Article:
Safety urged for mobile home owners in light of a number of fatal fires.

Safety urged for mobile home owners in light of a number of fatal fires.

Caution urged among mobile home owners

Call comes from BC Coroners Service and the Fire Commissioner's office after seven deaths in five separate fires from Dec. 29/11-Jan.2/12

The BC Coroners Service and Office of the Fire Commissioner are urging owners of mobile (manufactured) homes and operators of mobile home parks to take special care to prevent fires in the wake of recent fire deaths in British Columbia.

From Dec. 29, 2011 to Jan. 2, 2012, seven British Columbians lost their lives in five separate fires.

Three of those fires and five of the deaths occurred in mobile homes or travel trailers being used as living accommodation. The BC Coroners Service and the Office of the Fire Commissioner are continuing to investigate these fires; specific causes of the fires are not yet available.

One such blaze took place in Sicamous Jan. 1 when a mobile home fire claimed the life of a father and this two sons. Daniel Vollans, 28, and his two sons, Devlin, 4, and Lealan, 3, perished in the fire.

While mobile homes provide a source of housing for many British Columbians, studies show that fires in such housing, especially older units, tend to be more devastating than those in other forms of residence.

A U.S. study found that the death rate in mobile home fires is substantially higher than in other housing:

Escape from mobile home fires is more difficult for a number of reasons:

n The space is smaller, which puts the occupant closer to the products of combustion.

n They do not ventilate as readily as other homes, and chances of survival decrease.

n A second exit is not always accessible.

n They are sometimes made of more flammable material.

Specific steps that can be taken to reduce the risk of all home fires include:

n Have furnaces inspected at least once a year, and clean the blower and filters often to prevent overheating. Keep the furnace area clear of clutter.

n Ensure electrical wiring and appliances are in good working order. Watch out for any signs of wiring trouble, including flickering lights for no apparent reason; warm, inoperable, strange-smelling or discoloured switch plates or outlets; sparking or electrical arcing; or a blown fuse or tripped circuit breaker. Never run extension cords under rugs.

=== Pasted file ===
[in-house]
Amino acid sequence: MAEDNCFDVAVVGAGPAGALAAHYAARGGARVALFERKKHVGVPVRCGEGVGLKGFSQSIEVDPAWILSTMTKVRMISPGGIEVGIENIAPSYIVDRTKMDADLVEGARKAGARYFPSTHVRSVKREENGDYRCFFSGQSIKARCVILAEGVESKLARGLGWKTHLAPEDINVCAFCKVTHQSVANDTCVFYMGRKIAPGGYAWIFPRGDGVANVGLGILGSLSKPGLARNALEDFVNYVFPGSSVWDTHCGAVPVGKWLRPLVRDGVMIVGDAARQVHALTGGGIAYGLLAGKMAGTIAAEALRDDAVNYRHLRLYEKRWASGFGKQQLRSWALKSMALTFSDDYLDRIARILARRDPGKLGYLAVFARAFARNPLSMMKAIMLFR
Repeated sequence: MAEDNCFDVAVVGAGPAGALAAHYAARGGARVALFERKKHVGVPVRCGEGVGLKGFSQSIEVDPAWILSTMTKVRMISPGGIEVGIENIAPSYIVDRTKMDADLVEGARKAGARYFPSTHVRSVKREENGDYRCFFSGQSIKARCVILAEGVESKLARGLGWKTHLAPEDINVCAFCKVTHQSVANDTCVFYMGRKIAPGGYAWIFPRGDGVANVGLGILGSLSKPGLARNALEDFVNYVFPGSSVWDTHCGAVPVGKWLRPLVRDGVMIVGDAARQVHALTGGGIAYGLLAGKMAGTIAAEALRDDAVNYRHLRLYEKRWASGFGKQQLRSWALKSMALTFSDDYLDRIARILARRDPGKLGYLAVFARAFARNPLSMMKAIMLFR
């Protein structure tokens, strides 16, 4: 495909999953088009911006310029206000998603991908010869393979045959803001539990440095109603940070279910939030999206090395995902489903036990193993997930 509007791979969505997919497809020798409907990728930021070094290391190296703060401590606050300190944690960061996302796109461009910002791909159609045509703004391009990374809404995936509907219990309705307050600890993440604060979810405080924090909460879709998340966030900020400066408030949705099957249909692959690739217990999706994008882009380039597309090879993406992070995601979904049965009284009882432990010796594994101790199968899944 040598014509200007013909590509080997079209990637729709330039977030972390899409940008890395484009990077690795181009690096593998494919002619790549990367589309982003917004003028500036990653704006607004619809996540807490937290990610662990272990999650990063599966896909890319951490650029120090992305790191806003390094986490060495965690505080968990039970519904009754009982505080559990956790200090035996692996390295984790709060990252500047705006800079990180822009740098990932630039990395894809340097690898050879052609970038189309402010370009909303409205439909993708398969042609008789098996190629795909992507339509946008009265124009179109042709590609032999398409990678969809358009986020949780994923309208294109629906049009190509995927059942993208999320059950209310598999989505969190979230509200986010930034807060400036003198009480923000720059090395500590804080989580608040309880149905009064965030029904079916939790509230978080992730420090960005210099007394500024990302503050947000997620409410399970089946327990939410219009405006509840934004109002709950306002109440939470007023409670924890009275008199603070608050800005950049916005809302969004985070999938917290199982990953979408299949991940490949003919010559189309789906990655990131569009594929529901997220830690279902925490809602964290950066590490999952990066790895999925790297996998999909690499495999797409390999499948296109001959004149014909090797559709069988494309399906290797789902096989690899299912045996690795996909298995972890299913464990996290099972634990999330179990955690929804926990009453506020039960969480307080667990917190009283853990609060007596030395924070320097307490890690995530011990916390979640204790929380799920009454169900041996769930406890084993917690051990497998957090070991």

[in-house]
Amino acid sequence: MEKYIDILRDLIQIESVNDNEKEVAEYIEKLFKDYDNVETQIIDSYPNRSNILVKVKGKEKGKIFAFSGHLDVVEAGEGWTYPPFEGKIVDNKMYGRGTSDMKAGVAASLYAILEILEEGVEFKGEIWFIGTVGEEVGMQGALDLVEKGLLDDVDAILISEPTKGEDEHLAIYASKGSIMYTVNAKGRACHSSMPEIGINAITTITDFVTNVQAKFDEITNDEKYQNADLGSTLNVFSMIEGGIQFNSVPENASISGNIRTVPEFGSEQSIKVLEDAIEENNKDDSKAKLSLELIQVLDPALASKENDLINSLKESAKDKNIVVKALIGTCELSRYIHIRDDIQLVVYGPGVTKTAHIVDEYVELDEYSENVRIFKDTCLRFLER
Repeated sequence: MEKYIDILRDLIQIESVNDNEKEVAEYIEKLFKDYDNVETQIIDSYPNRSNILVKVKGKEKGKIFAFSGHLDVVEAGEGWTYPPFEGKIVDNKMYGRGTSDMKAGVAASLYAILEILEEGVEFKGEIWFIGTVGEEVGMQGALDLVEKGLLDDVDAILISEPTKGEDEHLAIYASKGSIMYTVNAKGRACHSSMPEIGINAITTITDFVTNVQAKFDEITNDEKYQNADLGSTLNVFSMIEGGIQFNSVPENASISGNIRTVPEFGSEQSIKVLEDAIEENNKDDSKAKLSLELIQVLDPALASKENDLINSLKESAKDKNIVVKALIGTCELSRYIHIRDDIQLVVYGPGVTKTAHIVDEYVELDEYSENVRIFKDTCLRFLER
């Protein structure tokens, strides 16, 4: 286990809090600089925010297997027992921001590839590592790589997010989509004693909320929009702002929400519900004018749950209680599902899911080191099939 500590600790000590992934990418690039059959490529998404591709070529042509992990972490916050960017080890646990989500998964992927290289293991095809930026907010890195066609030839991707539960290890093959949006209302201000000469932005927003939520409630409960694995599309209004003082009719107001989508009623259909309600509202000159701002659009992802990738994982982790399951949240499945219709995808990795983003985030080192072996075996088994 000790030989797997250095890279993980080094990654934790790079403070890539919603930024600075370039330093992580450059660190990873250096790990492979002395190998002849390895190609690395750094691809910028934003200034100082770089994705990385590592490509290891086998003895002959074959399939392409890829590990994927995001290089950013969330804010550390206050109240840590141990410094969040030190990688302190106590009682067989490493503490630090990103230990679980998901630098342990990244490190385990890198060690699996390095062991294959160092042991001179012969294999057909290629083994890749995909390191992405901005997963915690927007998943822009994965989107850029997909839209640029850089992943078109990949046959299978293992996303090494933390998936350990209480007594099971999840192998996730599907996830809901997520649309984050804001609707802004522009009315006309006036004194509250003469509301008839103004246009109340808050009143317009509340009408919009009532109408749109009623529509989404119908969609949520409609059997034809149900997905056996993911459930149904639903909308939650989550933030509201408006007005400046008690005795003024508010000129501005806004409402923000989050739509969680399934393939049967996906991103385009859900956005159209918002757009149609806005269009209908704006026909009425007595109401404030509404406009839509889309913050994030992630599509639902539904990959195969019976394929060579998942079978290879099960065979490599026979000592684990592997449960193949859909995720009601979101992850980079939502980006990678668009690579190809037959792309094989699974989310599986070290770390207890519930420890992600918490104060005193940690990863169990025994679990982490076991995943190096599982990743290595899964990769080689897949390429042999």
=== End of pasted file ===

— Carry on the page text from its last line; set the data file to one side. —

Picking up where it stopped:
n Avoid the use of space heaters if at all possible. If it is essential to use one, use a CSA-approved model and ensure it is well away from drapes, bedding, clothing or other flammable materials.

n It is the law for all homes to be equipped with smoke detectors and highly recommended homes have a fire extinguisher.

n If a natural gas or liquid propane (LP) line runs into the mobile home, know where the shutoff valve is and how to operate it. Never keep LP tanks inside the home or in confined spaces under the home, and never use a gas stove to heat or dry the home.

n Take special precautions with smoking materials. Ensure that all cigarettes and matches are fully extinguished and discarded well away from any flammable materials. Never smoke in bed.

n Consideration should be given to replacing wood-based combustible wall coverings with gypsum board products, which slow down the progression of fire.

n Recognize that impairment by alcohol or drugs can reduce one’s ability to respond quickly to a fire and get out in time.

Developing and practicing home evacuation plans can help people prepare for an emergency. Most home fires occur at night, when people are the least prepared. A home fire can become a disaster if you and your family are not familiar with how to escape.